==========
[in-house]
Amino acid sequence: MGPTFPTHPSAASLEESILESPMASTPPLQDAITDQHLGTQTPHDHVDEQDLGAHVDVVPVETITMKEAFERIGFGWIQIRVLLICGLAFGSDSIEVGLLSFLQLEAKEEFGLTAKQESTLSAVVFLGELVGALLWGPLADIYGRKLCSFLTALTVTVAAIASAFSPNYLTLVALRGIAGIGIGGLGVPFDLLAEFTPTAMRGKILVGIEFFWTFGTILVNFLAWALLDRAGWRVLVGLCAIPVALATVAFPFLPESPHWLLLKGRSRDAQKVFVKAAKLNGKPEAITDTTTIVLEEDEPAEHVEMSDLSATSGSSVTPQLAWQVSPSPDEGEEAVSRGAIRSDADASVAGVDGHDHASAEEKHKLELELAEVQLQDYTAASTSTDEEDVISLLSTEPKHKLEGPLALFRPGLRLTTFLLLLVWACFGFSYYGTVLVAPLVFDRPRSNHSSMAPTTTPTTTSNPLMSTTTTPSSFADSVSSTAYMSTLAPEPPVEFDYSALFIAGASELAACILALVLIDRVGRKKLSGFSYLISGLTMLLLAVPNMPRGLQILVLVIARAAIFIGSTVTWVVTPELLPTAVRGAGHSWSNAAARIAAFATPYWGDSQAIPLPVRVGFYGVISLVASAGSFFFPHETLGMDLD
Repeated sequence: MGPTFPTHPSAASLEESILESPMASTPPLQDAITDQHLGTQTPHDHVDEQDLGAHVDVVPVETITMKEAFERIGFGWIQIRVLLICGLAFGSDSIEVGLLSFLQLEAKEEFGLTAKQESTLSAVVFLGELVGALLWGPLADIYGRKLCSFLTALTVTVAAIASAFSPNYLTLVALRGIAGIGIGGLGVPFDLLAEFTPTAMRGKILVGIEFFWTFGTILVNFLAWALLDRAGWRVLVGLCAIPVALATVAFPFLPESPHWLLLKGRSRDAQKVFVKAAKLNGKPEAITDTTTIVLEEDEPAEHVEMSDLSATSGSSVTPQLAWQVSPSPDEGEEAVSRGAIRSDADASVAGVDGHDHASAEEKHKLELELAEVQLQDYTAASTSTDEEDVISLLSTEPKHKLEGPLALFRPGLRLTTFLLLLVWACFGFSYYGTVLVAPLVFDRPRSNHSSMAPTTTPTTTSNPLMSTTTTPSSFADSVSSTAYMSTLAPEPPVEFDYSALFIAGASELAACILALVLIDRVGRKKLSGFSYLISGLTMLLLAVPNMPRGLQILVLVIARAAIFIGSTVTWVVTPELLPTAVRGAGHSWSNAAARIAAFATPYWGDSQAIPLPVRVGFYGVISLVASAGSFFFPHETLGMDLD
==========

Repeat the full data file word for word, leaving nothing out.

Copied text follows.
[in-house]
Amino acid sequence: MGPTFPTHPSAASLEESILESPMASTPPLQDAITDQHLGTQTPHDHVDEQDLGAHVDVVPVETITMKEAFERIGFGWIQIRVLLICGLAFGSDSIEVGLLSFLQLEAKEEFGLTAKQESTLSAVVFLGELVGALLWGPLADIYGRKLCSFLTALTVTVAAIASAFSPNYLTLVALRGIAGIGIGGLGVPFDLLAEFTPTAMRGKILVGIEFFWTFGTILVNFLAWALLDRAGWRVLVGLCAIPVALATVAFPFLPESPHWLLLKGRSRDAQKVFVKAAKLNGKPEAITDTTTIVLEEDEPAEHVEMSDLSATSGSSVTPQLAWQVSPSPDEGEEAVSRGAIRSDADASVAGVDGHDHASAEEKHKLELELAEVQLQDYTAASTSTDEEDVISLLSTEPKHKLEGPLALFRPGLRLTTFLLLLVWACFGFSYYGTVLVAPLVFDRPRSNHSSMAPTTTPTTTSNPLMSTTTTPSSFADSVSSTAYMSTLAPEPPVEFDYSALFIAGASELAACILALVLIDRVGRKKLSGFSYLISGLTMLLLAVPNMPRGLQILVLVIARAAIFIGSTVTWVVTPELLPTAVRGAGHSWSNAAARIAAFATPYWGDSQAIPLPVRVGFYGVISLVASAGSFFFPHETLGMDLD
Repeated sequence: MGPTFPTHPSAASLEESILESPMASTPPLQDAITDQHLGTQTPHDHVDEQDLGAHVDVVPVETITMKEAFERIGFGWIQIRVLLICGLAFGSDSIEVGLLSFLQLEAKEEFGLTAKQESTLSAVVFLGELVGALLWGPLADIYGRKLCSFLTALTVTVAAIASAFSPNYLTLVALRGIAGIGIGGLGVPFDLLAEFTPTAMRGKILVGIEFFWTFGTILVNFLAWALLDRAGWRVLVGLCAIPVALATVAFPFLPESPHWLLLKGRSRDAQKVFVKAAKLNGKPEAITDTTTIVLEEDEPAEHVEMSDLSATSGSSVTPQLAWQVSPSPDEGEEAVSRGAIRSDADASVAGVDGHDHASAEEKHKLELELAEVQLQDYTAASTSTDEEDVISLLSTEPKHKLEGPLALFRPGLRLTTFLLLLVWACFGFSYYGTVLVAPLVFDRPRSNHSSMAPTTTPTTTSNPLMSTTTTPSSFADSVSSTAYMSTLAPEPPVEFDYSALFIAGASELAACILALVLIDRVGRKKLSGFSYLISGLTMLLLAVPNMPRGLQILVLVIARAAIFIGSTVTWVVTPELLPTAVRGAGHSWSNAAARIAAFATPYWGDSQAIPLPVRVGFYGVISLVASAGSFFFPHETLGMDLD